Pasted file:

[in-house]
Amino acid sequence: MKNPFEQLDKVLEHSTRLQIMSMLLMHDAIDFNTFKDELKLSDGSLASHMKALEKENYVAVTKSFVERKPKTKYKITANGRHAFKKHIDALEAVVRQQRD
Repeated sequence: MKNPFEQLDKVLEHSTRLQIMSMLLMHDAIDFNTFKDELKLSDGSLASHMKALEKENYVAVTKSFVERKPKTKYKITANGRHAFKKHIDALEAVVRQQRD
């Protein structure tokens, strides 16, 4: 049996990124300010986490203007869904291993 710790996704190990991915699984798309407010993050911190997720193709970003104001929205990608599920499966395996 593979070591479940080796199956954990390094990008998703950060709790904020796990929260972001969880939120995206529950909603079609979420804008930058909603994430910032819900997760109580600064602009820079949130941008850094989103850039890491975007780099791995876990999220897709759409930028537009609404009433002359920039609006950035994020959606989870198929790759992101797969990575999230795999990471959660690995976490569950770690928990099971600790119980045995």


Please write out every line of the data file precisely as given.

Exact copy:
[in-house]
Amino acid sequence: MKNPFEQLDKVLEHSTRLQIMSMLLMHDAIDFNTFKDELKLSDGSLASHMKALEKENYVAVTKSFVERKPKTKYKITANGRHAFKKHIDALEAVVRQQRD
Repeated sequence: MKNPFEQLDKVLEHSTRLQIMSMLLMHDAIDFNTFKDELKLSDGSLASHMKALEKENYVAVTKSFVERKPKTKYKITANGRHAFKKHIDALEAVVRQQRD
């Protein structure tokens, strides 16, 4: 049996990124300010986490203007869904291993 710790996704190990991915699984798309407010993050911190997720193709970003104001929205990608599920499966395996 593979070591479940080796199956954990390094990008998703950060709790904020796990929260972001969880939120995206529950909603079609979420804008930058909603994430910032819900997760109580600064602009820079949130941008850094989103850039890491975007780099791995876990999220897709759409930028537009609404009433002359920039609006950035994020959606989870198929790759992101797969990575999230795999990471959660690995976490569950770690928990099971600790119980045995």